- Officials now expecting government proposals to be published in 2021
- DHSC move to legislate quickly was dropped
- Proposals expected to include formalisation of ICS and power of direction over NHS England
Major health legislation to give government a tighter grip on the NHS is now very unlikely to reach Parliament this year, after a move to rapidly pass a bill this summer by health secretary Matt Hancock was rejected by No 10, HSJ understands.
Several well placed central sources have told HSJ that government proposals would now not be laid this calendar year, as had previously been expected.
They said the Department of Health and Social Care had worked on proposals to rapidly pass a bill through Parliament before its summer break.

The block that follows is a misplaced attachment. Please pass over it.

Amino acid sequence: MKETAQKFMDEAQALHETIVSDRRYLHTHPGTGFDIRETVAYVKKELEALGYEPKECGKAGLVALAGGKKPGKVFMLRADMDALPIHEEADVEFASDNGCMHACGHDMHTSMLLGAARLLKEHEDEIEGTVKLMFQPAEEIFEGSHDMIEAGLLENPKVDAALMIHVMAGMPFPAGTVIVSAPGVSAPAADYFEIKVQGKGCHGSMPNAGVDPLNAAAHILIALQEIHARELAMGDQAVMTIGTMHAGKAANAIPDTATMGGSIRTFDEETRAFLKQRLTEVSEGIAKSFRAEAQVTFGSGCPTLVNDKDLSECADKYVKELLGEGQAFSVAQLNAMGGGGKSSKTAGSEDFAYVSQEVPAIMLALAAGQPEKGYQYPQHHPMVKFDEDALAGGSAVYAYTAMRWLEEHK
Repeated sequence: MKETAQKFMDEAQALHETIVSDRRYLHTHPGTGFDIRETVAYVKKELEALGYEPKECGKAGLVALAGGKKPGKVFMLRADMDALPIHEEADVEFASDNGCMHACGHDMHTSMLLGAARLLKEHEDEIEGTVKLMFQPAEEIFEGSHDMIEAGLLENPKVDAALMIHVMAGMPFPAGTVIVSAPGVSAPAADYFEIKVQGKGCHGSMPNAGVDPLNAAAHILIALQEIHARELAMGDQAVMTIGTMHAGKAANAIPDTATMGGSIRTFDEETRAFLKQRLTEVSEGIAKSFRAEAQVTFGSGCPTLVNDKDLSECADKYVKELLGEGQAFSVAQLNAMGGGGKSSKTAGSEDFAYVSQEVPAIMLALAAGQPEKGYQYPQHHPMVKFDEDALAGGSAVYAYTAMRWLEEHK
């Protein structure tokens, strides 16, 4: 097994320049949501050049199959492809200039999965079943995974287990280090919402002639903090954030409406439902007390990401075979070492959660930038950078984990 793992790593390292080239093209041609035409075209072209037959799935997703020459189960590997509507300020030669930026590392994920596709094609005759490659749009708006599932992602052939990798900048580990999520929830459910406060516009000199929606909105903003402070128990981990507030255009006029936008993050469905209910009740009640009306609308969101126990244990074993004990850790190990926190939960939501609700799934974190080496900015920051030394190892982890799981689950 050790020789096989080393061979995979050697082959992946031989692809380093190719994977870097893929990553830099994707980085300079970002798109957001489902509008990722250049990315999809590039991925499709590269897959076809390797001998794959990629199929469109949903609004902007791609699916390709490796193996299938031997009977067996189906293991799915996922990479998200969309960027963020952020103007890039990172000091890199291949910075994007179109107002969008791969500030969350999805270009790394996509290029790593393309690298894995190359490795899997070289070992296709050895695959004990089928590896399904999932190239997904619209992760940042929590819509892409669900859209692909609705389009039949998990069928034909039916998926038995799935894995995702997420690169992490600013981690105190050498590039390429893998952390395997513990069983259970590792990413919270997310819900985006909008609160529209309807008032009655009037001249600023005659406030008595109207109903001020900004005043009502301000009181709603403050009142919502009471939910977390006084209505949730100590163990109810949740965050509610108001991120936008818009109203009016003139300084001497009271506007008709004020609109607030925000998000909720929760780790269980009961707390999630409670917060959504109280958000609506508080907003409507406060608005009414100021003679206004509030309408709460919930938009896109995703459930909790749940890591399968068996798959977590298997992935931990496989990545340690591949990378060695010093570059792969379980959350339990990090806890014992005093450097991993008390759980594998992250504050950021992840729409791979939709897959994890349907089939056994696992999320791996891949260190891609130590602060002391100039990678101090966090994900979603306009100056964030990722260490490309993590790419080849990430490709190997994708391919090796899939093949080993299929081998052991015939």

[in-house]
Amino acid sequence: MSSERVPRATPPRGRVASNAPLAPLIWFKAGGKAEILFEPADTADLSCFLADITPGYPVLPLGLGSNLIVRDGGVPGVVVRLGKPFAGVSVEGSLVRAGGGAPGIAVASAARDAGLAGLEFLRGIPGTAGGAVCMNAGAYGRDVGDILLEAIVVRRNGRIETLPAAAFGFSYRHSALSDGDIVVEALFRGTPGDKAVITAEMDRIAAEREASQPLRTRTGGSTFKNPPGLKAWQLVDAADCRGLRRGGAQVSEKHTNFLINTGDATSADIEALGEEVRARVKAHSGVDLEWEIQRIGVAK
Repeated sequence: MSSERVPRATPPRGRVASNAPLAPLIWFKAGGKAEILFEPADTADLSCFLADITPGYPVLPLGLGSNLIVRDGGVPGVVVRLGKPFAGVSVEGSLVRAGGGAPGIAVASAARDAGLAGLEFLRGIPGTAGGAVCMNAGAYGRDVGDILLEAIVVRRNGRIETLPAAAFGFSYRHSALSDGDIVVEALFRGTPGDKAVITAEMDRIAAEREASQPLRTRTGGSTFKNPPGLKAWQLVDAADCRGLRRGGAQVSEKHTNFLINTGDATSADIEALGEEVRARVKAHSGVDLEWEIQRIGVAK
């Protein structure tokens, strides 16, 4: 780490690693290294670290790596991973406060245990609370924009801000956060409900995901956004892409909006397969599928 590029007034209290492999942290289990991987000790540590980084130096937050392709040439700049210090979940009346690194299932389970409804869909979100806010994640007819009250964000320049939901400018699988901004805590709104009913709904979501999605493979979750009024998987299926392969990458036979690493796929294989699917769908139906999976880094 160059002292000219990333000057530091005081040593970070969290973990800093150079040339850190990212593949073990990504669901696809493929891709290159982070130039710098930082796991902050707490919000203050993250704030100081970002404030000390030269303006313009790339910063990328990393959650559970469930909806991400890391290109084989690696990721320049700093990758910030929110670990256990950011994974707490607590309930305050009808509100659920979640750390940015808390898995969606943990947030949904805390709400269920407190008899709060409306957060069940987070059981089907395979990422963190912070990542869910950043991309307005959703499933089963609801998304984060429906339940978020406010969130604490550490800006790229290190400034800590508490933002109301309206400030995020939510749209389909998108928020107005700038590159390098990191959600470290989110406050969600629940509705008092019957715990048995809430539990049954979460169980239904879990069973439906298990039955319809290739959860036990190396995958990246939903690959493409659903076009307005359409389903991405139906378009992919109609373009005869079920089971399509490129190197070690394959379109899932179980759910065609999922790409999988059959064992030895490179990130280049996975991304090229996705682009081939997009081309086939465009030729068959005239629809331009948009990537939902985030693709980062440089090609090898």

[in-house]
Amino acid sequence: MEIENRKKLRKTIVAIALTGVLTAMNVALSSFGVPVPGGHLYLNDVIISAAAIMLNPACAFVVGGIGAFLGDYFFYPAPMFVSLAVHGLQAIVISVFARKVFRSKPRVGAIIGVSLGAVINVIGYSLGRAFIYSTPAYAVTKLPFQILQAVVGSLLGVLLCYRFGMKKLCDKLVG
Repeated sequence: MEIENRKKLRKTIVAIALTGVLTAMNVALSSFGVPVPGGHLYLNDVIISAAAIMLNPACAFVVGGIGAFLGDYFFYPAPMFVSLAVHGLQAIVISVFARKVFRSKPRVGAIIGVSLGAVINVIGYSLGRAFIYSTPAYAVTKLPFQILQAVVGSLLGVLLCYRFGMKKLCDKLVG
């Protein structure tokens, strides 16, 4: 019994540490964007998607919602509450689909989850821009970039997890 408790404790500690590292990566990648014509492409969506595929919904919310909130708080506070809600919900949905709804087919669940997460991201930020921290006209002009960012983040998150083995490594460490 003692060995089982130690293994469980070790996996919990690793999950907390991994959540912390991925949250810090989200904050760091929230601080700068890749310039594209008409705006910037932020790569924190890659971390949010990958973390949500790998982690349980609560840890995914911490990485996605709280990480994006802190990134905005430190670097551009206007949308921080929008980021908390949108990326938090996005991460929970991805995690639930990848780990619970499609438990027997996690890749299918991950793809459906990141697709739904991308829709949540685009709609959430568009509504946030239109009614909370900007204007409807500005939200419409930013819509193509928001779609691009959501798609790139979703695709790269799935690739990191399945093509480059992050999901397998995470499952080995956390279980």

But this was blocked by 10 Downing Street after the prime minister’s advisers took soundings from stakeholders and weighed up the risk of trying to pass controversial legislation while winter pressures and a possible covid second wave buffeted the NHS.
Instead, the DHSC will now work on proposals to be put forward next year, it is understood.
In September, NHS England asked government to make legal changes which would effectively unpick large parts of the Health and Social Care Act 2012. They included removing competition and procurement rules; allowing NHS England and NHS Improvement to merge; and enabling providers and commissioners to work closely together through joint committees. These could be used for governing integrated care systems.
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Date: 17 July 2020